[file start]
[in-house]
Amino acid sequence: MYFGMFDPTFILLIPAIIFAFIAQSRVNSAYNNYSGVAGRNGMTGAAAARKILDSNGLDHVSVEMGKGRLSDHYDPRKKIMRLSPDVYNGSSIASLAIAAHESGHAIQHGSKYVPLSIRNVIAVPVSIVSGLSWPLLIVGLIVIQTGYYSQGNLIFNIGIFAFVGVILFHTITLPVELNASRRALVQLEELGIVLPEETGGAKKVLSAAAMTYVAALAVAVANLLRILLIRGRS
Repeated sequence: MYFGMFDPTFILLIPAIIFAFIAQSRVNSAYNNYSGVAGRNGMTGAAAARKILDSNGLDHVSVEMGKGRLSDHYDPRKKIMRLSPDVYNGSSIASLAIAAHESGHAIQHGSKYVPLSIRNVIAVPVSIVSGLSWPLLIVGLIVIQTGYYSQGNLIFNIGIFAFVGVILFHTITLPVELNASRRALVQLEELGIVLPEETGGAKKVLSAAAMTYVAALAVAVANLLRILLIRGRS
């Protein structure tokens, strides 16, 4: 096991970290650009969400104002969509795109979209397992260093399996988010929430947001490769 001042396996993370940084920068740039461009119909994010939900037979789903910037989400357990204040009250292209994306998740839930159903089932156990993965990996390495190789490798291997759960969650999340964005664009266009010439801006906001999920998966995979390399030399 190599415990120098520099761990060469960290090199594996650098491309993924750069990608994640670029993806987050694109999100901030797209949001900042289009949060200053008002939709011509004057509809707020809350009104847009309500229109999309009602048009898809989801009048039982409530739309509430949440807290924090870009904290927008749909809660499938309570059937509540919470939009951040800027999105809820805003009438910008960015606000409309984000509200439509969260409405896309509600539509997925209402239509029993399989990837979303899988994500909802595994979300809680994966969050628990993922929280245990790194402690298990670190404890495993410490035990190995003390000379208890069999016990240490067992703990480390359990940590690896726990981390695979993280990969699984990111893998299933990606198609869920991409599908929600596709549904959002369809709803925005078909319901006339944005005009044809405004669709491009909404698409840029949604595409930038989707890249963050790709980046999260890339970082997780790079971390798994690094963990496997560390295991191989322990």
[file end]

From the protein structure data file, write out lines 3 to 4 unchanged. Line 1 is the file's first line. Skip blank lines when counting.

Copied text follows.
Repeated sequence: MYFGMFDPTFILLIPAIIFAFIAQSRVNSAYNNYSGVAGRNGMTGAAAARKILDSNGLDHVSVEMGKGRLSDHYDPRKKIMRLSPDVYNGSSIASLAIAAHESGHAIQHGSKYVPLSIRNVIAVPVSIVSGLSWPLLIVGLIVIQTGYYSQGNLIFNIGIFAFVGVILFHTITLPVELNASRRALVQLEELGIVLPEETGGAKKVLSAAAMTYVAALAVAVANLLRILLIRGRS
């Protein structure tokens, strides 16, 4: 096991970290650009969400104002969509795109979209397992260093399996988010929430947001490769 001042396996993370940084920068740039461009119909994010939900037979789903910037989400357990204040009250292209994306998740839930159903089932156990993965990996390495190789490798291997759960969650999340964005664009266009010439801006906001999920998966995979390399030399 190599415990120098520099761990060469960290090199594996650098491309993924750069990608994640670029993806987050694109999100901030797209949001900042289009949060200053008002939709011509004057509809707020809350009104847009309500229109999309009602048009898809989801009048039982409530739309509430949440807290924090870009904290927008749909809660499938309570059937509540919470939009951040800027999105809820805003009438910008960015606000409309984000509200439509969260409405896309509600539509997925209402239509029993399989990837979303899988994500909802595994979300809680994966969050628990993922929280245990790194402690298990670190404890495993410490035990190995003390000379208890069999016990240490067992703990480390359990940590690896726990981390695979993280990969699984990111893998299933990606198609869920991409599908929600596709549904959002369809709803925005078909319901006339944005005009044809405004669709491009909404698409840029949604595409930038989707890249963050790709980046999260890339970082997780790079971390798994690094963990496997560390295991191989322990």